A well-written logline will get you access to the managers, agents, and producers capable of putting your ideas on screen. So, with no further ado, here’s how to write a logline.
You have a brilliant idea for a movie. Scorcese won’t be able to resist it, Spielberg or Cameron either! You have to tell someone, so you invite your best friend over for dinner. Plates cleared and drank ultimately; you dive in. You describe the beats in poetic detail. You weave in backstory and motivation. Conflict! Plot twists! Sound effects! You look up, expecting to see the awe, and instead find a glossy-eyed distraction. Self-doubt creeps in.
Then you remember all the times you’ve watched others struggle to describe a movie they loved. “Go see it,” they say. “Trust me,” they promise.
Describing a movie is problematic because movies weren’t meant to be described; they were written, directed, and seen. If you want to hold your friend’s attention (or, more importantly, the concentration of managers, agents, and studio executives), you have to learn the art of selling a story, and that starts with a great logline.
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So come on already, how do I write a great logline?
Technically, a logline is a precise one-sentence summation of a screenplay that follows a fairly straightforward formula: protagonist + catalyst + protagonist’s goal + antagonist/conflict. It sounds easy, but when it’s your work in question, whittling down a hundred and twenty pages of set pieces, dialogue, and career into a 30-word blurb is a helluva thing. We’ll get into how-to later, but first, let’s cover why loglines are essential.
Loglines are a deciding factor at every step of the creative process. Agents and managers receive hundreds of submissions every month and read only a fraction. Loglines are the first step in their weeding out process. Do they occasionally miss out on bankable talent? Sure. But more often than not, the process works.
Loglines are the first hurdle in the producer, studio executive relationship as well. When Producer A says, “I’ve got a great script! You’ll want to fast-track this one!” the first thing Studio Executive B is going to ask is, “What’s the logline?” Movies are created by artists and financed by executives. Loglines are the established connection between them. You’ll still have to deliver the goods, but a well-crafted logline will get you in the room.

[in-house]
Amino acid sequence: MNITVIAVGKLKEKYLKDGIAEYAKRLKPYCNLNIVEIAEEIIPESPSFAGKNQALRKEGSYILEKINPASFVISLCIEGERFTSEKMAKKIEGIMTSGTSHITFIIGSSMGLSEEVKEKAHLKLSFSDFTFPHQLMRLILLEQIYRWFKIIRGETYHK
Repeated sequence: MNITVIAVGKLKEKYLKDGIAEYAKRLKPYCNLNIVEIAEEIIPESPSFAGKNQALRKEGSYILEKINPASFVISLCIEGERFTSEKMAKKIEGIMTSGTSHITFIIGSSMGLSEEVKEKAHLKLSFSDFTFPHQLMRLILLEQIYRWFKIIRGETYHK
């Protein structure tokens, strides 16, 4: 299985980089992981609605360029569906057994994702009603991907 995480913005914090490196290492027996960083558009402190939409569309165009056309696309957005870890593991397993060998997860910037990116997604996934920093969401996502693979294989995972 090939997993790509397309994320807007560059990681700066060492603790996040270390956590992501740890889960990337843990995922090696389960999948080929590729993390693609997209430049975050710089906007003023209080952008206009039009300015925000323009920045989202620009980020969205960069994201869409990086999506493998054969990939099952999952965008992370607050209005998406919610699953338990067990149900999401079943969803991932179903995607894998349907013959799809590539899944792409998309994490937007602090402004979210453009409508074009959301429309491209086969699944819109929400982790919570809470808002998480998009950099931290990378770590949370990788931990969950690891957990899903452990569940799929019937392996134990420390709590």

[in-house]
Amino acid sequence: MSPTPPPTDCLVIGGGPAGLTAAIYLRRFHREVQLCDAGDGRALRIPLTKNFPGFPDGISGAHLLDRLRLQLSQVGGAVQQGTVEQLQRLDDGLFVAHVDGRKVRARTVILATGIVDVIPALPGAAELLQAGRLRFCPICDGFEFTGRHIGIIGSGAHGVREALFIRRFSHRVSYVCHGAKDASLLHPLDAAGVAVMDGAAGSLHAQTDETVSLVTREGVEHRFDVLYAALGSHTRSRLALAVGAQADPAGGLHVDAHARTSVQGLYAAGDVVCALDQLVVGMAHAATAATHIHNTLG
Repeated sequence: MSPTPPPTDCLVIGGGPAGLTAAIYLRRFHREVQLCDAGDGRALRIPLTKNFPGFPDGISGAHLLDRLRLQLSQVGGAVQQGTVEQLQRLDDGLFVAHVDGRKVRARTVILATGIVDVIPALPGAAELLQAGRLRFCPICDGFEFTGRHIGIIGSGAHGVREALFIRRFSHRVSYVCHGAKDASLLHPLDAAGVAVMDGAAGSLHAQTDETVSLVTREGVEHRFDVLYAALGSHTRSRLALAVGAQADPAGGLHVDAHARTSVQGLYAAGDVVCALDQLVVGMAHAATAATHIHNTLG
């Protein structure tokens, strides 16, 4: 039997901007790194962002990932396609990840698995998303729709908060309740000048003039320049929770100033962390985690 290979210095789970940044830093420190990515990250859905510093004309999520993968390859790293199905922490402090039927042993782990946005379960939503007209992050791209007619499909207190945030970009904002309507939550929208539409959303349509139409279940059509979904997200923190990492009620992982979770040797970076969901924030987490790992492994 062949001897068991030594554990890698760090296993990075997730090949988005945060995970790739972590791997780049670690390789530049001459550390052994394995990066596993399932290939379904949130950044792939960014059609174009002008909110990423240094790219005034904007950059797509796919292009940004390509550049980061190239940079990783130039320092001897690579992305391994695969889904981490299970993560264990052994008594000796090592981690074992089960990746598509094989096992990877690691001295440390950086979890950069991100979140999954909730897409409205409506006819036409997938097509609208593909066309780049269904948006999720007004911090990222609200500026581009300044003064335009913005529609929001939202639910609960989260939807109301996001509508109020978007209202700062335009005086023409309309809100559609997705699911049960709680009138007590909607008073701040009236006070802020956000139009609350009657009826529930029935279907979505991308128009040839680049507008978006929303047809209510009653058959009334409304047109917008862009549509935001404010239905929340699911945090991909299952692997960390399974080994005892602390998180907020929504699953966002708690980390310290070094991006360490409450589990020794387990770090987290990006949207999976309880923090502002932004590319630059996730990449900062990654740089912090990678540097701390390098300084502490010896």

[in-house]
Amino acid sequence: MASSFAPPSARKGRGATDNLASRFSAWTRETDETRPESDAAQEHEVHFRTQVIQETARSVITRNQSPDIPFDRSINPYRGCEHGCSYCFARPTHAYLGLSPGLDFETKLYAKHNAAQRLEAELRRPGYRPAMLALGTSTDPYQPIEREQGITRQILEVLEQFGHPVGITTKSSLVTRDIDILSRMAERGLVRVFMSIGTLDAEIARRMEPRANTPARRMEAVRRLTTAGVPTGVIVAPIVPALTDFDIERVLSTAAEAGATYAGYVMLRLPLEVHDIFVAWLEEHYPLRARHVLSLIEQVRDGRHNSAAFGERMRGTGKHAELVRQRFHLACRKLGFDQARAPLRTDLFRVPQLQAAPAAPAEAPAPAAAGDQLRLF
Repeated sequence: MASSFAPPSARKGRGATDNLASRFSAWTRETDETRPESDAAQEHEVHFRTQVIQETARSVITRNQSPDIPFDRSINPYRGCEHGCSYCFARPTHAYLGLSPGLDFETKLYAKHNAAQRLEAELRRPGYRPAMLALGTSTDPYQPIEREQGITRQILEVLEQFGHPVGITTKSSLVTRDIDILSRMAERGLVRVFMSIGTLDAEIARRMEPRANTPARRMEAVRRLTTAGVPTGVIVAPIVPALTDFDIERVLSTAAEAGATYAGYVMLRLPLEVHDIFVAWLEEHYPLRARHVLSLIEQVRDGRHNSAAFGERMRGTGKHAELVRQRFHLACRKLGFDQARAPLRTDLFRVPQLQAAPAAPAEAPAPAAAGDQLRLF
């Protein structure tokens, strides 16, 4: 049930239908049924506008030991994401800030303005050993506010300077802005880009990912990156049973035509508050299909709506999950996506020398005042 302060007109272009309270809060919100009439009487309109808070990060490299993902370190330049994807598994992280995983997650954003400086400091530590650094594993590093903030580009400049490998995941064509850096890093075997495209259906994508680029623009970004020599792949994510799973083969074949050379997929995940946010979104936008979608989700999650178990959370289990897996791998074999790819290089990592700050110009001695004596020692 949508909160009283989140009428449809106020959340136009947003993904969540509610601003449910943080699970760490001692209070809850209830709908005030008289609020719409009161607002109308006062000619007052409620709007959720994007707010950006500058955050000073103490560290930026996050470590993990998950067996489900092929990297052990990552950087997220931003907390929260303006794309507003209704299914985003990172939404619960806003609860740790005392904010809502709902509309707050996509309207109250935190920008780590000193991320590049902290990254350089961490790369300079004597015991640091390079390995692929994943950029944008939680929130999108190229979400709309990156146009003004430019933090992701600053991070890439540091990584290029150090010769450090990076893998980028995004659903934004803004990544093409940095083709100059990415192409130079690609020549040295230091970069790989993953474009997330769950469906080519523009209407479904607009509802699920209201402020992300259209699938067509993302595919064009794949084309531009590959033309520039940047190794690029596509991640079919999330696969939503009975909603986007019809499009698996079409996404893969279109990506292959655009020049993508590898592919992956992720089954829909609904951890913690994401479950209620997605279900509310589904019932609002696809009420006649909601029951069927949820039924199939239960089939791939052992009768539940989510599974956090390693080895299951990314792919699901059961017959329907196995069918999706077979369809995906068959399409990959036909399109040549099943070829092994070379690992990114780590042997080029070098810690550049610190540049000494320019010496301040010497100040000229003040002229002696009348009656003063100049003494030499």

As mentioned above, the basic formula of a logline is protagonist + catalyst + protagonist’s goal + antagonist/conflict. You’ll need to include each element, but you don’t have to follow the exact order. For instance, the catalyst may take precedence over the protagonist(s) in a disaster movie. If this formula feels frustratingly vague, well, it should. Just try to remember that a logline gets you in the room, and talent gets you on the screen. Let’s look at the loglines from a couple of blockbusters that we can learn to write a great logline.
Logline: During the U.S.-Vietnam War, Captain Willard is sent on a dangerous mission into Cambodia to assassinate a renegade colonel who has set himself up as a god among a local tribe.
Word Count: 33.
Protagonist: Captain Willard.
Catalyst: Assassination mission during the Vietnam War.
The protagonist’s goal is: Kill a renegade colonel.
Antagonist/Conflict: Man vs. man. + survival in a hostile environment.
When you read that logline, you immediately think of Francis Ford Coppola’s layered masterpiece, but to illustrate the importance of talent in the creative process, read that logline again and replace Captain Willard with John Rambo. It is suddenly a very different movie. Don’t try to pack your full vision into 30 words. It simply won’t fit. Get in the room; you can showcase your talent later.
Logline: A Las Vegas-set comedy centered around three groomsmen who lose their about-to-be-wed buddy during their drunken misadventures, then must retrace their steps to find him.
Word Count: 27
Protagonists: Three groomsman
Catalyst: Drunken misadventures and a lost groom in Las Vegas
Protagonist(s) goal: Comedic search and rescue
Antagonist/Conflict: Pre-wedding ticking clock
The Hangover had a funny concept, and the logline sets the stage for an easily imagined comedy. The finished product was, of course, due to excellent writing, acting, and directing, but any executive with access to studio cash could see the potential.
Now, imagine if they had submitted a logline that talked about the baby, the tiger, the individual character arcs, and as many plot beats as possible. Ironically, it’s the introduction of specific details from the script that does the most damage. The fact that the memory loss was due to roofies is only funny via Zach Galifianakis’ character. Baby Carlos requires context. The stolen tiger involves context. Without the whole story, the details aren’t amusing, and the concept isn’t as compelling.
For a screenwriter, loglines are easy to loathe. They feel like something the studio should farm out to a junior marketing associate. But like it or not, they are an intricate part of the movie-making process. Don’t write your logline for other writers. Don’t write your logline for that friend of yours who zoned out. Write it for the decision-makers, the managers, agents, and producers flipping through ideas and hoping that talent will follow.
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